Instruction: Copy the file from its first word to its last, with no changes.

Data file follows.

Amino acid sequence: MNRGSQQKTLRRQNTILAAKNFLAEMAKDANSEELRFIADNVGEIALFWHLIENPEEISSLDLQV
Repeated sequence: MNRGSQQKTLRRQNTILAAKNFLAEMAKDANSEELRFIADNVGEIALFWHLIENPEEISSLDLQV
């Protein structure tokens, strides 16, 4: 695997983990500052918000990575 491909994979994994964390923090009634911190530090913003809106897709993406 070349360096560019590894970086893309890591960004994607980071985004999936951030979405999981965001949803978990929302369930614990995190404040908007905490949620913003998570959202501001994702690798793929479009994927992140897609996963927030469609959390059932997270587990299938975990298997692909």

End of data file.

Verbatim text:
Amino acid sequence: MNRGSQQKTLRRQNTILAAKNFLAEMAKDANSEELRFIADNVGEIALFWHLIENPEEISSLDLQV
Repeated sequence: MNRGSQQKTLRRQNTILAAKNFLAEMAKDANSEELRFIADNVGEIALFWHLIENPEEISSLDLQV
């Protein structure tokens, strides 16, 4: 695997983990500052918000990575 491909994979994994964390923090009634911190530090913003809106897709993406 070349360096560019590894970086893309890591960004994607980071985004999936951030979405999981965001949803978990929302369930614990995190404040908007905490949620913003998570959202501001994702690798793929479009994927992140897609996963927030469609959390059932997270587990299938975990298997692909």